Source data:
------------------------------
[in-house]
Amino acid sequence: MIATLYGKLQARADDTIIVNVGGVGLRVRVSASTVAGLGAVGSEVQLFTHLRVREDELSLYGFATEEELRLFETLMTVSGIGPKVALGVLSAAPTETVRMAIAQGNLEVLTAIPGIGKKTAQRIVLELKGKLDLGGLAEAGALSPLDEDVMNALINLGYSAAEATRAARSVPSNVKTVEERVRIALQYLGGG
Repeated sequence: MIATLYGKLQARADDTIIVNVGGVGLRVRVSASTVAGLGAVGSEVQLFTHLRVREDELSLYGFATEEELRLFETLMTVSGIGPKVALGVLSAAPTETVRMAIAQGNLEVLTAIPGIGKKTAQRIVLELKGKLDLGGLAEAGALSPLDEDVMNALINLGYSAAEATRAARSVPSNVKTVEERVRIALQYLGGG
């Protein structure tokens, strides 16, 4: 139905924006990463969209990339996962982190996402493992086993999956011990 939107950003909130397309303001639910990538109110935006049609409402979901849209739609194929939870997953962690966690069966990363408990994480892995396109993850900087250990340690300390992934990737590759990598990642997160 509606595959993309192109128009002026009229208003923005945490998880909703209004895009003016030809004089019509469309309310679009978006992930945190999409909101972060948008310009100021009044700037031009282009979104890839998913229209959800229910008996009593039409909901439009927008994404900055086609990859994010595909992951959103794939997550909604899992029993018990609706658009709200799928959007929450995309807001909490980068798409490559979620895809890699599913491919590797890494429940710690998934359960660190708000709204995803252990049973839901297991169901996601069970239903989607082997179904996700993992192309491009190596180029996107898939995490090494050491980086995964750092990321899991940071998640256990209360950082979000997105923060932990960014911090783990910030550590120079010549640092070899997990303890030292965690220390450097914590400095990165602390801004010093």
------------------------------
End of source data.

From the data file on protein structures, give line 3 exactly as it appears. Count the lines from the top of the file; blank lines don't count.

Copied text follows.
Repeated sequence: MIATLYGKLQARADDTIIVNVGGVGLRVRVSASTVAGLGAVGSEVQLFTHLRVREDELSLYGFATEEELRLFETLMTVSGIGPKVALGVLSAAPTETVRMAIAQGNLEVLTAIPGIGKKTAQRIVLELKGKLDLGGLAEAGALSPLDEDVMNALINLGYSAAEATRAARSVPSNVKTVEERVRIALQYLGGG